One of these days, I’ll edit a compilation of the best advice that people got and didn’t follow. I envision separate sections for celebrities, scientists, politicians, writers, and so on. Coaches and teachers will have a section of their own, of course.
Because I won’t just be an editor, but also a contributor, I already have my entry written. It goes like this:
Advice. Perseverance is more important than raw talent, and consistent action will get you further than occasional flashes of super-activity. You’ll be in better shape if you exercise in moderation every day than if you’re a weekend warrior and a weekday couch potato. You’ll be a better writer if you write a page a day than if you write only when inspiration strikes (i.e., once in a blue moon, especially when you’re nowhere near a computer or a piece of paper).
I know this advice is true, I proselytize it in the context of business development, and I even occasionally live it.
Excuse(s). It’s easy to justify not “wasting” an hour a day on business development when work deadlines are piling up, and I’m tired, and my apartment looks like a raccoon has gotten into an overfull trashcan. It feels virtuous to dedicate myself to work-work; it’s the right thing to do for the case and for the team! Besides, business development is an ongoing process – I can pick it up again after the next deadline.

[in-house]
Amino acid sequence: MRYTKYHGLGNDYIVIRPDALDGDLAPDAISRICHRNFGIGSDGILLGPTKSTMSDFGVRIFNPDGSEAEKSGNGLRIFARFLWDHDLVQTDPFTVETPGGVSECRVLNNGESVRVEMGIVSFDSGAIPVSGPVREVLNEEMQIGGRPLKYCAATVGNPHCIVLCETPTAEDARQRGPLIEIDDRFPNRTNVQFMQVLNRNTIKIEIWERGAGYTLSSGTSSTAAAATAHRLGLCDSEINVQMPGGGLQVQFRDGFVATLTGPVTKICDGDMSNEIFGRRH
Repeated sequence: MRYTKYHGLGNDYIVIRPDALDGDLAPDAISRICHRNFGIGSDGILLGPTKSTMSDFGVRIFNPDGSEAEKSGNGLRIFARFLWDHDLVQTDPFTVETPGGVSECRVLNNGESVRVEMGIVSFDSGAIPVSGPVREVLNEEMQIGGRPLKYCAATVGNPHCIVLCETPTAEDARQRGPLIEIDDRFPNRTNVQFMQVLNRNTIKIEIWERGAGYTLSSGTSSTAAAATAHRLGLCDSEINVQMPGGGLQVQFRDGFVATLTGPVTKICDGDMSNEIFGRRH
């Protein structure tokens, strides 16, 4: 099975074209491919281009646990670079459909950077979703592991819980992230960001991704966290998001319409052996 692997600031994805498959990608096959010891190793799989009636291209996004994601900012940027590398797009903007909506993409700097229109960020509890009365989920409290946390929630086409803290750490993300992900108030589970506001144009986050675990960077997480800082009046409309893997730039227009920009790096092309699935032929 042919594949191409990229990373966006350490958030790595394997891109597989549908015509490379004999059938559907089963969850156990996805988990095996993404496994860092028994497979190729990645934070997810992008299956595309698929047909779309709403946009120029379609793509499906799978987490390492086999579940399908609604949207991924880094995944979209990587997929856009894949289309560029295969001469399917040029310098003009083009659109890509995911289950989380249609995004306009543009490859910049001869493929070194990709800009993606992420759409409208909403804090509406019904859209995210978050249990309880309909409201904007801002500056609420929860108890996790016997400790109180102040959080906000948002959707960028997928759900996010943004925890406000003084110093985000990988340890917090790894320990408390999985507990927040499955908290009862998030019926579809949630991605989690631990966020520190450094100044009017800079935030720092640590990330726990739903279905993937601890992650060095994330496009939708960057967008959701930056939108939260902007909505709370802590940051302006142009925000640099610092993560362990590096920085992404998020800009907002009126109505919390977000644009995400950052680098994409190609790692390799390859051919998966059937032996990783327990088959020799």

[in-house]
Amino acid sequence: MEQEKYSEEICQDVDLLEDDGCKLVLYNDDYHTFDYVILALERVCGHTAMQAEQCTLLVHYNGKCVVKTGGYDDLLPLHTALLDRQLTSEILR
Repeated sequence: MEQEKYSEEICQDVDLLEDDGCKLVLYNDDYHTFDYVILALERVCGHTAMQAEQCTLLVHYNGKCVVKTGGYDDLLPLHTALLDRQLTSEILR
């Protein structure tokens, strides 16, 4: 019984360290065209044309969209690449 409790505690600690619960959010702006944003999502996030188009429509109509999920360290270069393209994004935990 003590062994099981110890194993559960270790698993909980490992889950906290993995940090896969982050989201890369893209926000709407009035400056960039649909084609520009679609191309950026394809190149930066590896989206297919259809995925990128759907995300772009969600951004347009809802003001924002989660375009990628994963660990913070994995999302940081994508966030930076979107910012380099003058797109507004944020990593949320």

How I get back on the wagon. At a certain point, it dawns on me that after this brief is filed, a series of depositions will start, or maybe a hearing will loom, all of which are excellent, rational and highly-respectable excuses to avoid the uncomfortable. As painful as writing a motion to dismiss is, it’s easier than writing a blog post, or renewing contacts with people I’ve not spoken to in a while, or asking for a referral. I also point out to self that I advise all who would listen to dedicate time every day to business development, and that I’d prefer not being a hypocrite. This is usually sufficient to force me back to my daily business development practice, albeit creakily, achingly, and under protest from the part of me that would rather not.
But once I do, I learn all over again that business development practice is not the monster I made it out to be. Rather, it allows me to connect and build relationships with other people, and it is often the most fulfilling part of my day. Thus, a new virtuous cycle begins (at least until the next briefing deadline knocks it off course).
What does your “Do As I Say, Not As I Do” entry look like?